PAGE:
Many times we’ve camped at Skipworth Reserve south of Jamieson in Victoria’s Upper Goulburn Valley but there has been no mobile phone service and the nearest communications was at a phone box outside the Kevington Pub, 4 kilometres away. Thinking back, the last time I used a phone box was probably at that very one back in 2014. And on several occasions I’ve driven 7 kilometres back to Jamieson township to publish a blog post via the ipad or phone. Now thankfully mobile service is available part way up the valley, to the joy of Facebook tragics like Woody and … Continue reading Good News for FOMO’s
In a country with a myriad of climate zones planning to avoid the worst of the weather can be difficult. When we travel we try to avoid the coldest weather but sometimes that can be difficult when on our way home south through New South Wales and Victoria to Melbourne in late winter or early spring. The thought of bushfires sends shivers down my spine. Last September while we were complaining of the icy temperatures that we were experiencing in Gippsland, friends were racing home to avoid bushfires on the NSW south coast, not all that far away from us. … Continue reading Being fire aware
If you want to see the best of what Australia has to offer get off the beaten track and for the non off-roaders I don’t necessarily mean hitting the dirt, just take the lesser roads. The B and C category roads that will take you through farmlands and tiny towns that need the support of visitors. You’ll have a much easier drive as the scenery is more interesting and you won’t have to contend with traffic and large trucks. Explore the valleys too. Take a wander into the Ovens Valley, the Kiewa, the Upper Goulburn, the Murray, the Mitta Mitta … Continue reading Get orf the road
I stumbled upon an old journal yesterday from Trip 2, Broken Hill, Nov 2012: Lessons learned Face Cleanser Wipes are invaluable both in the car and in the van. We’ve finally learnt how to use the awning properly. We need a new Anderson plug and the lead needs lengthening. Look out for not only kangaroos but suicidal emus, wild goats and lazy lizards. Continue reading Lessons Learned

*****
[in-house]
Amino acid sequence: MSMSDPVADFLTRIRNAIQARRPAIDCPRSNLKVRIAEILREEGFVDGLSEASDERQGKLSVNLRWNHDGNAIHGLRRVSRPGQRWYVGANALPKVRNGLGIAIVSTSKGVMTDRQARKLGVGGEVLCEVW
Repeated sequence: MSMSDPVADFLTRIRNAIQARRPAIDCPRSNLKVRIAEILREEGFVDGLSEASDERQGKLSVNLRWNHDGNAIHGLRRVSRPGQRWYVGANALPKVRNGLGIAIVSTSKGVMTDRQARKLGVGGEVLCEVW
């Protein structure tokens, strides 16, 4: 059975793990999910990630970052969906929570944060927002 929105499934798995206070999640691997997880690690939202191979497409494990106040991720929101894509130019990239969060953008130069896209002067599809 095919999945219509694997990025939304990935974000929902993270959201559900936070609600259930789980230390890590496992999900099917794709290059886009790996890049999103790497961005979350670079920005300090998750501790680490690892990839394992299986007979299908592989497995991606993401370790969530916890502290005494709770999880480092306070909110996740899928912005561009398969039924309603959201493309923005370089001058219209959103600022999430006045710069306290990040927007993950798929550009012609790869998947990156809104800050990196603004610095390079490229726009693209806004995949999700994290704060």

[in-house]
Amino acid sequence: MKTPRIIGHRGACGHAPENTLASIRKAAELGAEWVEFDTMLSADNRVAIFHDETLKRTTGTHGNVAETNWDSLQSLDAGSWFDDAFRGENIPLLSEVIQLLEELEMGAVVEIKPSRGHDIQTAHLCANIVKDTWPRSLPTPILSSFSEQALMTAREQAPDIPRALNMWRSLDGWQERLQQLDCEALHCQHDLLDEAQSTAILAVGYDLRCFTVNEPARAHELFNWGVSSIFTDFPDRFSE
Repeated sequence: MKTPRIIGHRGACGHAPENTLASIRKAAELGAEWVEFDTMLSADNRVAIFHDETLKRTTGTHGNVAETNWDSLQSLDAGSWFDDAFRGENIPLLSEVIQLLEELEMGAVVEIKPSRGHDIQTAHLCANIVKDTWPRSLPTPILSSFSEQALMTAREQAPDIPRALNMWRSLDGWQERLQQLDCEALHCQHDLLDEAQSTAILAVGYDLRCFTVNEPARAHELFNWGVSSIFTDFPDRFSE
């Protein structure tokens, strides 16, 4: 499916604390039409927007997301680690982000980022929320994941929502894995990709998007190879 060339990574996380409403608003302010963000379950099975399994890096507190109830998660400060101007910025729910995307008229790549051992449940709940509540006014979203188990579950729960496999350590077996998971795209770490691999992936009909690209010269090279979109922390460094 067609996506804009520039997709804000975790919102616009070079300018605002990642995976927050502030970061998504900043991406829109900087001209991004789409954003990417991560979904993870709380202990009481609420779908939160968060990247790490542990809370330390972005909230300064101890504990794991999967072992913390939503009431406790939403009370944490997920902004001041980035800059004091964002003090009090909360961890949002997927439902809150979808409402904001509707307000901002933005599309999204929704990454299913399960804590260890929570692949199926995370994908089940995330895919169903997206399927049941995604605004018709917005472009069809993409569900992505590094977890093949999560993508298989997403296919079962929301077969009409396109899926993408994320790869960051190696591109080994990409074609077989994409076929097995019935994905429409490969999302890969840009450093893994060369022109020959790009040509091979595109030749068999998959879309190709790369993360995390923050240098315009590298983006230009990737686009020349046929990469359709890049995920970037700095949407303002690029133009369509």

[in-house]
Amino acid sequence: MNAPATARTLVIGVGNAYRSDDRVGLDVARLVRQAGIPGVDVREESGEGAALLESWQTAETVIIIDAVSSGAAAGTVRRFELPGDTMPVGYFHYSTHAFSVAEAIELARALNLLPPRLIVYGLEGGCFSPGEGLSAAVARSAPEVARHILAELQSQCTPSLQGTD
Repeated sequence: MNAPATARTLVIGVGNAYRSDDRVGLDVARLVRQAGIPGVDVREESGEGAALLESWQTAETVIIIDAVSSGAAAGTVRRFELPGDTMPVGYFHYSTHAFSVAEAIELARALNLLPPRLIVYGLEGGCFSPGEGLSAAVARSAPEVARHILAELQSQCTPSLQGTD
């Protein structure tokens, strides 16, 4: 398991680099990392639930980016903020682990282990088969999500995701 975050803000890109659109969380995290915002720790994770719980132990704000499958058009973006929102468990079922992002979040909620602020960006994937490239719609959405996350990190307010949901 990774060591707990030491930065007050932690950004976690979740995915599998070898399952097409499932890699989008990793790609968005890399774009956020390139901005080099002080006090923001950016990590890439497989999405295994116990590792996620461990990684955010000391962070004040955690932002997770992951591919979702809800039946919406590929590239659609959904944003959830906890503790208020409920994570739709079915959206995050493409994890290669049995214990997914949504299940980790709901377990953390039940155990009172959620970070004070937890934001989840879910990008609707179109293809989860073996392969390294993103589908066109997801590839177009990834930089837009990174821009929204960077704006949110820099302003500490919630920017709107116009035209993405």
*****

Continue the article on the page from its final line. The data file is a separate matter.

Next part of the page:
When we first started caravanning mates of ours were a wealth of information about towing and caravans and really helped us to get on the road. Now that they have both retired it’s time to return the favour as they now have the time to try free camping. The excitement is building as we plan, where to take them for a perfect experience, what they need. They have one battery and that is enough, we have portable solar panels which they can use to top up their batteries on a day to day basis. We’ll camp by a wild river … Continue reading An intro to free camping
Apr, 2015, New Norcia, WA After a summery breakfast in the paddock campground at New Norcia Monastery in Western Australia, Dee does a fair job of ironing his fingers in the awning arm but quick thinking on Woody’s behalf sees him grab a wine bottle cooler sleeve from the freezer and shove Dee’s hand into it, the swelling soon goes down. Once again there’s that old adage of everything on the van must have two uses including the freezer. Continue reading Everything must have two uses
Woody checked his tow hitch this week and decided that it was looking a little chipped and the tow ball somewhat rusty. He wandered down to our local Autobarn, picked up an aerosol can of black paint and the lad on the checkout asked to see his proof of age. Woody came home fuming “I’m 72!” he said “Does he think I’m going to be tagging trains!” If it was me, I would have thanked him for the compliment. Continue reading #Rusty
Weight is one of the most contentious issues of all. Husbands blame wives for carrying too many clothes and cooking utensils, wives blame husbands for carrying chainsaws, fridges and beer. We know one bloke who lights campfires with a lawn blower. On one trip we carried a seven kilo fold up fireplace half way around Australia and never used it once. The first leg of the trip was during fire ban season which lasts until March 31st in WA. The rest of the trip as we were heading north it was far too hot to even consider a fire. Would … Continue reading Who’s overweight?
There are some gadgets that make life so much easier when caravanning. Many years ago we bought a Trail a Mate jack to replace our dolly wheel. The Trail a Mate uses a hydraulic method so a gentle pumping action easily raises the whole van and the turn of a knob lowers it again with a satisfying whoosh, no more winding and groaning. It can also be used to jack the van up when in a predicament (more about that on another day). Our mate El Prado has looked longingly at his mates Trail a Mate jacks and recently declared … Continue reading It’s a Trail a Mate!
This may seem a little obvious but there are subtle differences when making toast on a caravan and if these rules aren’t adhered to, well one may as well eat rice cakes. When breakfasting on a powered site the first thing the cook must do is remove the smoke alarm and bury it under the doona. No matter how large your caravan is it is still a small box and if a smoke alarm can’t differentiate between a piece of toast and a raging house fire it certainly can’t tell on a caravan. Woody fails this test every morning and … Continue reading How to make toast